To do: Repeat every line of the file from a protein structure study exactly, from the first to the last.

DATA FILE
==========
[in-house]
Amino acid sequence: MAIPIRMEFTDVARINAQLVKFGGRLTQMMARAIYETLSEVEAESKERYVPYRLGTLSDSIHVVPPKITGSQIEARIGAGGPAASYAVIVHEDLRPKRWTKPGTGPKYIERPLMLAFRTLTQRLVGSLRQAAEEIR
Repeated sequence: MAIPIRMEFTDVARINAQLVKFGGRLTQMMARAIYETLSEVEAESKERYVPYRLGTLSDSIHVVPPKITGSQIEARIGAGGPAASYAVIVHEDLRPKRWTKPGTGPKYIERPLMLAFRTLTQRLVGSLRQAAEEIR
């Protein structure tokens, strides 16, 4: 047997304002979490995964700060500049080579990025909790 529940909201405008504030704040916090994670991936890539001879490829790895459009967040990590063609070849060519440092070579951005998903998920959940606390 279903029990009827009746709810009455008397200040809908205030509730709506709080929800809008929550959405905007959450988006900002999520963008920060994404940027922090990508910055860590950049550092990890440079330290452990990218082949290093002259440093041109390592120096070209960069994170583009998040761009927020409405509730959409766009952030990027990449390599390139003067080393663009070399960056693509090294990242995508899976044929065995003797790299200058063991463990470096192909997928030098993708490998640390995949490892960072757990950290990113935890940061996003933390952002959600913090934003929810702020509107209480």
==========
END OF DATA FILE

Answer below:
[in-house]
Amino acid sequence: MAIPIRMEFTDVARINAQLVKFGGRLTQMMARAIYETLSEVEAESKERYVPYRLGTLSDSIHVVPPKITGSQIEARIGAGGPAASYAVIVHEDLRPKRWTKPGTGPKYIERPLMLAFRTLTQRLVGSLRQAAEEIR
Repeated sequence: MAIPIRMEFTDVARINAQLVKFGGRLTQMMARAIYETLSEVEAESKERYVPYRLGTLSDSIHVVPPKITGSQIEARIGAGGPAASYAVIVHEDLRPKRWTKPGTGPKYIERPLMLAFRTLTQRLVGSLRQAAEEIR
């Protein structure tokens, strides 16, 4: 047997304002979490995964700060500049080579990025909790 529940909201405008504030704040916090994670991936890539001879490829790895459009967040990590063609070849060519440092070579951005998903998920959940606390 279903029990009827009746709810009455008397200040809908205030509730709506709080929800809008929550959405905007959450988006900002999520963008920060994404940027922090990508910055860590950049550092990890440079330290452990990218082949290093002259440093041109390592120096070209960069994170583009998040761009927020409405509730959409766009952030990027990449390599390139003067080393663009070399960056693509090294990242995508899976044929065995003797790299200058063991463990470096192909997928030098993708490998640390995949490892960072757990950290990113935890940061996003933390952002959600913090934003929810702020509107209480």